Korean Journal of Thoracic and Cardiovascular Surgery 2017; 50(4): 305-307  https://doi.org/10.5090/kjtcs.2017.50.4.305
Successful Treatment of a Giant Emphysematous Bulla with an Endobronchial Valve in a Patient with Contralateral Lung Cancer
Chang-Seok Jeon1, Jhingook Kim1, and Hojoong Kim2
1Department of Thoracic and Cardiovascular Surgery, Samsung Medical Center, Sungkyunkwan University School of Medicine, 2Division of Pulmonary and Critical Care Medicine, Department of Medicine, Samsung Medical Center, Sungkyunkwan University School of Medicine
Jhingook Kim, Department of Thoracic and Cardiovascular Surgery, Samsung Medical Center, Sungkyunkwan University School of Medicine, 81 Irwon-ro, Gangnam-gu, Seoul 06351, Korea, (Tel) 82-2-3410-3483, (Fax) 82-2-3410-0089, (E-mail) jhingookkim@gmail.com
Received: October 24, 2016; Revised: November 14, 2016; Accepted: November 14, 2016.; Published online: August 5, 2017.
© The Korean Journal of Thoracic and Cardiovascular Surgery. All rights reserved.

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Patients with severe emphysema have a higher risk of developing lung cancer, and their surgical risk increases when emphysema is accompanied by a giant bulla. Here, we describe a patient who had an emphysematous giant bulla in the right upper lobe that was treated with an endobronchial valve placement. Subsequently, a cancerous lesion on the contralateral lung was successfully removed by lobectomy.

Keywords: Pulmonary Bullae, Endobronchial valve, Lung neoplasms
Case report

A 50-year-old man was admitted because of a left upper lobe mass. He was a current smoker with a 35 pack-year smoking history and a clinical history of pulmonary tuberculosis that had been diagnosed and treated 15 yeas ago. A chest computed tomography scan showed a 51-mm mass in the left upper lobe, which was strongly suggestive of lung cancer. Both of the upper lobes exhibited emphysematous changes. A giant bulla was observed in the right upper lobe, and it was large enough to fill the right upper lung zone (Fig. 1). His lung function was not a contraindication to lobectomy, with a forced expiratory volume in 1 second (FEV1) of 2.21 (62% of predicted), a functional volume capacity (FVC) of 3.78 L (84% of predicted), and a diffusing capacity of the lung for carbon monoxide of 67% of predicted. However, we determined that it would be too dangerous to perform one-lung ventilation surgery while leaving the giant bulla intact in the right upper lobe, so we placed an endobronchial valve (EBV) into the right upper lobar bronchus to eliminate the bullous lesion.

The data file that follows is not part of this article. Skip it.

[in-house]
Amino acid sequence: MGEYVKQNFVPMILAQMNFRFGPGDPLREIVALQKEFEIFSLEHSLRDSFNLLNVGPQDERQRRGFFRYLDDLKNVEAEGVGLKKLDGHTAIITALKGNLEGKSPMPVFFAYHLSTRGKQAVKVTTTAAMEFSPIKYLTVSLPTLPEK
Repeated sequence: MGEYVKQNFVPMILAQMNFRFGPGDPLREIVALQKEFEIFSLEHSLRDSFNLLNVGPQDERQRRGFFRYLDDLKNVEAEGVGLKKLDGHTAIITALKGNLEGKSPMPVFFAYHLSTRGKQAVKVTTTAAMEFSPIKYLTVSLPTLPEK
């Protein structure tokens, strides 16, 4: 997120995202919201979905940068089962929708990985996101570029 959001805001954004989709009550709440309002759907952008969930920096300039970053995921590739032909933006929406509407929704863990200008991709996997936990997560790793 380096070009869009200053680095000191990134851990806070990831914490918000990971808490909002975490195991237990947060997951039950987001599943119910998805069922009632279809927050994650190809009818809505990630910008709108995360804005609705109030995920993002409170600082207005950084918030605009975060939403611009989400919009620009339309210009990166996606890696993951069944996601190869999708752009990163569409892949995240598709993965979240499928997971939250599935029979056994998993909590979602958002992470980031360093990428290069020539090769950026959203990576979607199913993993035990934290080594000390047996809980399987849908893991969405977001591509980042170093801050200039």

EBV placement was carried out under rigid bronchoscopy using the standard procedure described by Dumon [ 1]. Briefly, endotracheal intubation was performed using a rigid bronchoscope tube (Hopkins; Karl-Storz, Tuttlingen, Germany) under general anesthesia that was induced by intravenous propofol. Then, the initial exploration of the tracheobronchial tree was followed by a Flexible bronchoscope (EVIS BF 1T240; Olympus, Tokyo, Japan) through a rigid bronchoscope tube. After identification of the right upper lobe bronchus, three Zephyr EBVs (Pulmonx, Redwood City, CA, USA) were inserted into each segment of the right upper lobe bronchus. All valves showed good function when negative pressure was applied.

After EBV placement, we measured the FEV1 and FVC, which were 2.62 L (73% of predicted) and 3.88 L (85% of predicted), respectively. Two weeks after the first EBV placement, we reinserted the EBV because of migration. Two weeks after reinsertion, a left upper lobectomy was performed.

After administering general anesthesia to the patient, a double-lumen endotracheal tube was placed on the left side. One-lung ventilation was performed in the right lateral decubitus position, and video-assisted thoracic surgery was used to perform left upper lobectomy and mediastinal lymph node dissection. Intraoperatively, a constant positive end-expiratory pressure of 5 cm H2O was maintained, and the tidal volume remained constant at approximately 280 mL. A constant peak pressure of less than 25 cm H2O was also maintained. No adverse events occurred intraoperatively. Results of the pathological examination confirmed the presence of stage T2bN0 (tumor 2b, node 0) squamous cell carcinoma.